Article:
Theory of Evolution What is Evolution? Evolution is the process by which all living thingshave developed from primitive organisms through changes occurring overbillions of years, a process that includes all animals and plants. Exactly howevolution occurs is still a matter of debate, but there are many differenttheories and that it occurs is a scientific fact. Biologists agree that all livingthings come through a long history of changes shaped by physical andchemical processes that are still taking place. It is possible that all organismscan be traced back to the origin of Life from one celled organims. The most direct proof of evolution is the science of Paleontology, orthe study of life in the past through fossil remains or impressions, usually inrock. Changes occur in living organisms that serve to increase theiradaptability, for survival and reproduction, in changing environments.Evolution apparently has no built-in direction purpose. A given kind oforganism may evolve only when it occurs in a variety of forms differing inhereditary traits, that are passed from parent to offspring. By chance, somevarieties prove to be ill adapted to their current environment and thusdisappear, whereas others prove to be adaptive, and their numbers increase.The elimination of the unfit, or the “survival of the fittest,” is known asNatural Selection because it is nature that discards or favors aarticular being. Evolution takes place only when natural selectionoperates on apopulation of organisms containing diverse inheritable forms. HISTORY Pierre Louis Moreau de Maupertuis (1698-1759) was the firsttopropose a general theory of evolution. He said that hereditary material,consisting of particles, was transmitted from parents to offspring. Hisopinionof the part played by natural selection had little influence on othernaturalists. Until the mid-19th century, naturalists believed that eachspecies wascreated separately, either through a supreme being or throughspontaneousgeneration the concept that organisms arose fully developed from soil orwater. Thework of the Swedish naturalist Carolus Linnaeus in advancing theclassifying ofbiological organisms focused attention on the close similarity betweencertainspecies. Speculation began as to the existence of a sort of bloodrelationshipbetween these species. These questions coupled with the emergingsciences ofgeology and paleontology gave rise to hypotheses that the life-forms ofthe dayevolved from earlier forms through a process of change. Extremelyimportant wasthe realization that different layers of rock represented different timeperiods andthat each layer had a distinctive set of fossils of life-forms that hadlived in the past. Lamarckism Jean Baptiste Lamarck was one of several theorists whoproposed anevolutionary theory based on the “use and disuse” of organs. Lamarckstated thatan individual acquires traits during its lifetime and that such traitsare in some wayput into the hereditary material and passed to the next generation. Thiswas an attempt to explain how a species could change gradually overtime.According to Lamarck, giraffes, for example, have long necks because formanygenerations individual giraffes stretched to reach the uppermost leavesof trees, ineach generation the giraffes added some length to their necks, and theypassed thison to their offspring. New organs arise from new needs and develop in the extent that they are used, disuse of organs leads totheir disappearance. Later, the science of Genetics disprovedLamarck’s theory, itwas found that acquired traits cannot be inherited. Malthus Thomas Robert Malthus, an English clergyman, through hiswork An Essayon the Principle of Population, had a great influence in directingnaturalists towarda theory of natural selection. Malthus proposed that environmentalfactors such asfamine and disease limited population growth. Darwin After more than 20 years of observation and experiment,Charles Darwinproposed his theory of evolution through natural selection to theLinnaean Societyof London in 1858. He presented his discovery along with another Englishnaturalist, Alfred Russel Wallace, who independently discovered naturalselection atabout the same time. The following year Darwin published his fulltheory,supported with enormous evidence, in On the Origin of Species. Genetics The contribution of genetics to the understanding ofevolution hasbeen the explanation of the inheritance in individuals of the samespecies. GregorMendel discovered the basic principles of inheritance in 1865, but hiswork wasunknown to Darwin. Mendel’s work was “rediscovered” by other scientistsaround1900. From that time to 1925 the science of genetics developed rapidly,and manyof Darwin’s ideas about the inheritance of variations were found to beincorrect.Only since 1925 has natural selection again been recognized as essentialin evolution. The modern theory of evolution combines the findings ofmoderngenetics with the basic framework supplied by Darwin and Wallace,creating thebasic principle of Population Genetics. Modern population genetics wasdevelopedlargely during the 1930s and ’40s by the mathematicians J. B. S. Haldaneand R. A.Fisher and by the biologists Theodosius Dobzhansky , Julian Huxley,Ernst Mayr ,George Gaylord SIMPSON, Sewall Wright, Berhard Rensch, and G. LedyardStebbins. According to the theory, variability among individuals in apopulation ofsexually reproducing organisms is produced by mutation and geneticrecombination. The resulting genetic variability is subject to naturalselection in theenvironment. POPULATION GENETICS The word population is used in a special sense to describeevolution. Thestudy of single individuals provides few clues as to the possibleoutcomes ofevolution because single individuals cannot evolve in their lifetime. Anindividualrepresents a store of genes that participates in evolution only whenthose genes arepassed on to further generations, or populations. The gene is the basicunit in thecell for transmitting hereditary characteristics to offspring. Individuals are unitsupon which natural selection operates, but the trend of evolution can betracedthrough time only for groups of interbreeding individuals, populationscan beanalyzed statistically and their evolution predicted in terms of averagenumbers. The Hardy-Weinberg law, which was discovered independentlyin 1908 bya British mathematician, Godfrey H. Hardy, and a German physician,WilhelmWeinberg, provides a standard for quantitatively measuring the extent ofevolutionary change in a population. The law states that the genefrequencies, orratios of different genes in a population, will remain constant unlessthey arechanged by outside forces, such as selective reproduction and mutation. Thisdiscovery reestablished natural selection as an evolutionary force. Comparing theactual gene frequencies observed in a population with the frequenciespredicted, bythe Hardy-Weinberg law gives a numerical measure of how far thepopulationdeviates from a nonevolving state called the Hardy-Weinberg equilibrium. Given alarge, randomly breeding population, the Hardy-Weinberg equilibrium willholdtrue, because it depends on the laws of probability. Changes areproduced in thegene pool through mutations, gene flow, genetic drift, and naturalselection. Mutation A mutation is an inheritable change in the character of agene. Mutationsmost often occur spontaneously, but they may be induced by some externalstimulus, such as irradiation or certain chemicals. The rate of mutationin humans isextremely low; nevertheless, the number of genes in every sex cell, isso large thatthe probability is high for at least one gene to carry a mutation. Gene Flow New genes can be introduced into a population through newbreedingorganisms or gametes from another population, as in plant pollen. Geneflow canwork against the processes of natural selection. Genetic Drift A change in the gene pool due to chance is called geneticdrift. Thefrequency of loss is greater the smaller the population. Thus, in smallpopulationsthere is a tendency for less variation because mates are more similargenetically. Natural Selection Over a period of time natural selection will result inchanges in thefrequency of alleles in the gene pool, or greater deviation from thenonevolvingstate, represented by the Hardy-Weinberg equilibrium. NEW SPECIES New species may evolve either by the change of one speciesto another orby the splitting of one species into two or more new species. Splitting,thepredominant mode of species formation, results from the geographicalisolation ofpopulations of species. Isolated populations undergo differentmutations, andselection pressures and may evolve along different lines. If theisolation is sufficientto prevent interbreeding with other populations, these differences maybecomeextensive enough to establish a new species. The evolutionary changesbroughtabout by isolation include differences in the reproductive systems ofthe group.When a single group of organisms diversifies over time into severalsubgroups byexpanding into the available niches of a new environment, it is said toundergoAdaptive Radiation . Darwin’s Finches, in the Galapagos Islands, west of Ecuador,illustrateadaptive radiation. They were probably the first land birds to reach theislands, and,in the absence of competition, they occupied several ecological habitatsanddiverged along several different lines. Such patterns of divergence arereflected inthe biologists’ scheme of classification of organisms, which groupstogether animalsthat have common characteristics. An adaptive radiation followed thefirst conquestof land by vertebrates. Natural selection can also lead populations of differentspecies living insimilar environments or having similar ways of life to evolve similarcharacteristics.This is called convergent evolution and reflects the similar selectivepressure ofsimilar environments. Examples of convergent evolution are the eye incephalodmollusks, such as the octopus, and in vertebrates; wings in insects,extinct flyingreptiles, birds, and bats; and the flipperlike appendages of the seaturtle (reptile),penguin (bird), and walrus (mammal). MOLECULAR EVOLUTION An outpouring of new evidence supporting evolution has comein the 20thcentury from molecular biology, an unknown field in Darwin’s day. Thefundamental tenet of molecular biology is that genes are coded sequencesof theDNA molecule in the chromosome and that a gene codes for a precisesequence ofamino acids in a protein. Mutations alter DNA chemically, leading tomodified ornew proteins. Over evolutionary time, proteins have had histories thatare astraceable as those of large-scale structures such as bones and teeth. The further inthe past that some ancestral stock diverged into present-day species,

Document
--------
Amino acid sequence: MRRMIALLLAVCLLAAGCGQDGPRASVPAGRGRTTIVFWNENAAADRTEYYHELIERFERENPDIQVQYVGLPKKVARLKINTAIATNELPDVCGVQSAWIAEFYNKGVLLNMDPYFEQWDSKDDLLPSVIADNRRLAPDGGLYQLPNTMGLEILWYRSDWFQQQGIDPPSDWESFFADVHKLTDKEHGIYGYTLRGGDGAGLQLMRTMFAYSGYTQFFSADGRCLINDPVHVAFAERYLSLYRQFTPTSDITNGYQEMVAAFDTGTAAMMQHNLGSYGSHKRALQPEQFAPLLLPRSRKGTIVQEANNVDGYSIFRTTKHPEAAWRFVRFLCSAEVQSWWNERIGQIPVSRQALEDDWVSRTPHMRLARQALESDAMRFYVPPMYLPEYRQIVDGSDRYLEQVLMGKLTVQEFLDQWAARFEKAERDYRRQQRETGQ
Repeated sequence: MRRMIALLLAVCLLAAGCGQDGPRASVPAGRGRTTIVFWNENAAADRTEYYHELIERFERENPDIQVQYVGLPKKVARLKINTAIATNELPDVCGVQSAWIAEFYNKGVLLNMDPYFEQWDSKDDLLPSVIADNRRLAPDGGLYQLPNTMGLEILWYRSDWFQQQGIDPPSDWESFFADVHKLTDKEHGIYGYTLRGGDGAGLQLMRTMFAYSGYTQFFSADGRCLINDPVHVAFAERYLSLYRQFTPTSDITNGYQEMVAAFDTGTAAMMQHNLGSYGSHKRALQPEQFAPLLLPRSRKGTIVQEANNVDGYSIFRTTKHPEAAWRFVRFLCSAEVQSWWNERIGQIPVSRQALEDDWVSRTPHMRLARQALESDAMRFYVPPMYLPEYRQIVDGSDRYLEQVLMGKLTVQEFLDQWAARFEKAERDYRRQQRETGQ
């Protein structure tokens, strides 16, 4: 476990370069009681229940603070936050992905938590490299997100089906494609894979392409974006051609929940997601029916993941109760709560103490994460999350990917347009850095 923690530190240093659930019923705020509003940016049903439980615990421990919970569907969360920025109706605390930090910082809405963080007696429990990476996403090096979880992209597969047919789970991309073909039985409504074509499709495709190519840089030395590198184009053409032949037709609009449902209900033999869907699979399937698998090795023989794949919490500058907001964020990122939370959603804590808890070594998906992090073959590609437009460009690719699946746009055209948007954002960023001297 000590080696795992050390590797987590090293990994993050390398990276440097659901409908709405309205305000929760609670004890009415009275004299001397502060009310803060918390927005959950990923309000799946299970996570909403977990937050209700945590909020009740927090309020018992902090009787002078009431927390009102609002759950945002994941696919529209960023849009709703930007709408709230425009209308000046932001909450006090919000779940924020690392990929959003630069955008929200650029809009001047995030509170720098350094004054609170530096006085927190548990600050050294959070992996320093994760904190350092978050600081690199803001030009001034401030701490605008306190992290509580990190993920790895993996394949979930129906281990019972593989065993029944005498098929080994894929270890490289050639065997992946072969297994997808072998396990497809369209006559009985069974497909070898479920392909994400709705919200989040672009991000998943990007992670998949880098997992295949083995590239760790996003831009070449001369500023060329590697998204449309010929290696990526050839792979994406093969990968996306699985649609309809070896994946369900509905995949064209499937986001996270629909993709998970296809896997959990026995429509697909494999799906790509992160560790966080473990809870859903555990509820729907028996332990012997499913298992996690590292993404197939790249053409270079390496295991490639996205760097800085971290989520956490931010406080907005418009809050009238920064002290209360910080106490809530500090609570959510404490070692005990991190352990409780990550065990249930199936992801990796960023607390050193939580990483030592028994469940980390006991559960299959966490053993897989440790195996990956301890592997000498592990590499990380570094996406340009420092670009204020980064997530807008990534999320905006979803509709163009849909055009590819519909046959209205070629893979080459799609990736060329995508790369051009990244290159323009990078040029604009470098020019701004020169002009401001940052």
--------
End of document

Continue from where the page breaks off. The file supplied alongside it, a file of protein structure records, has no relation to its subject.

the moreevident are the changes in the amino-acid sequences of the proteins ofthecontemporary species. PLANT EVOLUTION Biologists believe that plants arose from the multicellulargreen algae(phylum Chlorophyta) that invaded the land about 1.2 billion years ago. Evidence isbased on modern green algae having in common with modern plants the samephotosynthetic pigments, cell walls of cellulose, and multicell formshaving a life cycle characterized by Alternation Of Generations. Photosynthesis almostcertainlydeveloped first in bacteria. The green algae may have been preadapted toland. The two major groups of plants are the bryophytes and thetracheophytes;the two groups most likely diverged from one common group of plants. Thebryophytes, which lack complex conducting systems, are small and arefound inmoist areas. The tracheophytes are plants with efficient conductingsystems; theydominate the landscape today. The seed is the major development intracheophytes,and it is most important for survival on land. Fossil evidence indicates that land plants first appearedduring the SilurianPeriod of the Paleozoic Era (425-400 million years ago) and diversifiedin theDevonian Period. Near the end of the Carboniferous Period, fernlikeplants hadseedlike structures. At the close of the Permian Period, when the landbecame drierand colder, seed plants gained an evolutionary advantage and became thedominantplants. Plant leaves have a wide range of shapes and sizes, and somevariations ofleaves are adaptations to the environment; for example, small, leatheryleaves foundon plants in dry climates are able to conserve water and capture lesslight. Also,early angiosperms adapted to seasonal water shortages by dropping theirleavesduring periods of drought. EVIDENCE FOR EVOLUTION The Fossil Record has important insights into the history oflife. The orderof fossils, starting at the bottom and rising upward in stratified rock,corresponds totheir age, from oldest to youngest. Deep Cambrian rocks, up to 570 million years old, containthe remains ofvarious marine invertebrate animals, sponges, jellyfish, worms,shellfish, starfish,and crustaceans. These invertebrates were already so well developedthat they musthave become differentiated during the long period preceding theCambrian. Somefossil-bearing rocks lying well below the oldest Cambrian strata containimprints ofjellyfish, tracks of worms, and traces of soft corals and other animalsof uncertainnature. Paleozoic waters were dominated by arthropods calledtrilobites and largescorpionlike forms called eurypterids. Common in all Paleozoic periods(570-230million years ago) were the nautiloid ,which are related to the modernnautilus, andthe brachiopods, or lampshells. The odd graptolites,colonial animalswhosecarbonaceous remains resemble pencil marks, attained the peak of theirdevelopment in the Ordovician Period (500-430 million years ago) andthenabruptly declined. In the mid-1980s researchers found fossil animalburrows inrocks of the Ordovician Period; these trace fossils indicate thatterrestrialecosystems may have evolved sooner than was once thought. Many of the Paleozoic marine invertebrate groups eitherbecame extinct ordeclined sharply in numbers before the Mesozoic Era (230-65 millionyears ago).During the Mesozoic, shelled ammonoids flourished in the seas, andinsects andreptiles were the predominant land animals. At the close of the Mesozoicthe once-successful marine ammonoids perished and the reptilian dynastycollapsed, givingway to birds and mammals. Insects have continued to thrive and havedifferentiatedinto a staggering number of species. During the course of evolution plant and animal groups haveinteracted toone another’s advantage. For example, as flowering plants have becomelessdependent on wind for pollination, a great variety of insects haveemerged asspecialists in transporting pollen. The colors and fragrances of flowershave evolvedas adaptations to attract insects. Birds, which feed on seeds, fruits,and buds, haveevolved rapidly in intimate association with the flowering plants. Theemergence ofherbivorous mammals has coincided with the widespread distribution ofgrasses,and the herbivorous mammals in turn have contributed to the evolution ofcarnivorous mammals. Fish and AmphibiansDuring the Devonian Period (390-340 million years ago) the vastland areasof the Earth were largely populated by animal life, save for rarecreatures likescorpions and millipedes. The seas, however, were crowded with a varietyofinvertebrate animals. The fresh and salt waters also containedcartilaginous andbony Fish. From one of the many groups of fish inhabiting pools andswampsemerged the first land vertebrates, starting the vertebrates on theirconquest of allavailable terrestrial habitats. Among the numerous Devonian aquatic forms were the Crossopterygii,lobe-finned fish that possessed the ability to gulp air when they roseto the surface.These ancient air- breathing fish represent the stock from which thefirst landvertebrates, the amphibians, were derived. Scientists continue tospeculate aboutwhat led to venture onto land. The crossopterygians that migrated ontoland wereonly crudely adapted for terrestrial existence, but because they did notencountercompetitors, they survived.Lobe-finned fish did, however, possess certain characteristicsthat servedthem well in their new environment, including primitive lungs andinternal nostrils,both of which are essential for breathing out of the water.Such characteristics, called preadaptations, did not develop because theothers werepreparing to migrate to the land; they were already present by accidentand becameselected traits only when they imparted an advantage to the fish onland.The early land-dwelling amphibians were slim-bodied with fishliketails, butthey had limbs capable of locomotion on land. These limbs probablydevelopedfrom the lateral fins, which contained fleshy lobes that in turncontained bonyelements.The ancient amphibians never became completely adapted forexistence onland, however. They spent much of their lives in the water, and theirmoderndescendants, the salamanders, newts, frogs, and toads–still must returnto water todeposit their eggs. The elimination of a water-dwelling stage, which wasachievedby the reptiles, represented a major evolutionary advance. The Reptilian AgePerhaps the most important factor contributing to the becoming ofreptilesfrom the amphibians was the development of a shell- covered egg thatcould be laidon land. This development enabled the reptiles to spread throughout theEarth’slandmasses in one of the most spectacular adaptive radiations inbiological history.Like the eggs of birds, which developed later, reptile eggscontain acomplex series of membranes that protect and nourish the embryo and helpitbreathe. The space between the embryo and the amnion is filled with anamnioticfluid that resembles seawater; a similar fluid is found in the fetusesof mammals,including humans. This fact has been interpreted as an indication thatlife originatedin the sea and that the balance of salts in various body fluids did notchange verymuch in evolution. The membranes found in the human embryo areessentiallysimilar to those in reptile and bird eggs. The human yolk sac remainssmall andfunctionless, and the exhibits have no development in the human embryo.Nevertheless, the presence of a yolk sac and allantois in the humanembryo is oneof the strongest pieces of evidence documenting the evolutionaryrelationshipsamong the widely differing kinds of vertebrates. This suggests thatmammals,including humans, are descended from animals that reproduced by means ofexternally laid eggs that were rich in yolk.The reptiles, and in particular the dinosaurs, were the dominantlandanimals of the Earth for well over 100 million years. The Mesozoic Era,duringwhich the reptiles thrived, is often referred to as the Age of Reptiles.In terms of evolutionary success, the larger the animal, thegreater thelikelihood that the animal will maintain a constant Body Temperatureindependentof the environmental temperature. Birds and mammals, for example,produce andcontrol their own body heat through internal metabolic activities (astate known asendothermy, or warm-bloodedness), whereas today’s reptiles are thermallyunstable(cold-blooded), regulating their body temperatures by behavioralactivities (thephenomenon of ectothermy). Most scientists regard dinosaurs aslumbering,oversized, cold-blooded lizards, rather than large, lively, animals withfast metabolicrates; some biologists, however–notably Robert T. Bakker of The JohnsHopkinsUniversity–assert that a huge dinosaur could not possibly have warmedup everymorning on a sunny rock and must have relied on internal heatproduction.The reptilian dynasty collapsed before the close of the MesozoicEra.Relatively few of the Mesozoic reptiles have survived to modern times;thoseremaining include the Crocodile,Lizard,snake, and turtle. The cause ofthe declineand death of the large array of reptiles is unknown, but theirdisappearance isusually attributed to some radical change in environmental conditions.Like the giant reptiles, most lineages of organisms haveeventually becomeextinct, although some have not changed appreciably in millions ofyears. Theopossum, for example, has survived almost unchanged since the lateCretaceousPeriod (more than 65 million years ago), and the Horseshoe Crab,Limulus, is notvery different from fossils 500 million years old. We have noexplanation for theunexpected stability of such organisms; perhaps they have achieved analmostperfect adjustment to a unchanging environment. Such stable forms,however, arenot at all dominant in the world today. The human species, one of thedominantmodern life forms, has evolved rapidly in a very short time. The Rise of MammalsThe decline of the reptiles provided evolutionary opportunitiesfor birds andmammals. Small and inconspicuous during the Mesozoic Era, mammals rosetounquestionable dominance during the Cenozoic Era (beginning 65 millionyearsago).The mammals diversified into marine forms, such as the whale,dolphin,seal, and walrus; fossorial (adapted to digging) forms livingunderground, such asthe mole; flying and gliding animals, such as the bat and flyingsquirrel; andcursorial animals (adapted for running), such as the horse. Thesevariousmammalian groups are well adapted to their different modes of life,especially bytheir appendages, which developed from common ancestors to becomespecializedfor swimming, flight, and movement on land.Although there is little superficial resemblance among the arm ofa person,the flipper of a whale, and the wing of a bat, a closer comparison oftheir skeletalelements shows that, bone for bone, they are structurally similar. Biologists regardsuch structural similarities, or homologies, as evidence of evolutionaryrelationships.The homologous limb bones of all four-legged vertebrates, for example,areassumed to be derived from the limb bones of a common ancestor. Biologists arecareful to distinguish such homologous features from what they callanalogousfeatures, which perform similar functions but are structurallydifferent. Forexample, the wing of a bird and the wing of a butterfly are analogous;both areused for flight, but they are entirely different structurally. Analogousstructures donot indicate evolutionary relationships.Closely related fossils preserved in continuous successions ofrock stratahave allowed evolutionists to trace in detail the evolution of manyspecies as it hasoccurred over several million years. The ancestry of the horse can betracedthrough thousands of fossil remains to a small terrier-sized animal withfour toes onthe front feet and three toes on the hind feet. This ancestor lived inthe EoceneEpoch, about 54 million years ago. From fossils in the higher layers ofstratifiedrock, the horse is found to have gradually acquired its modern form byeventuallyevolving to a one-toed horse almost like modern horses and finally tothe modernhorse, which dates back about 1 million years.CONCLUSION TO EVOLUTIONAlthough we are not totally certain that evolution is how we gotthe way weare now, it is a strong belief among many people today, and scientistare findingmore and more evidence to back up the evolutionary theory.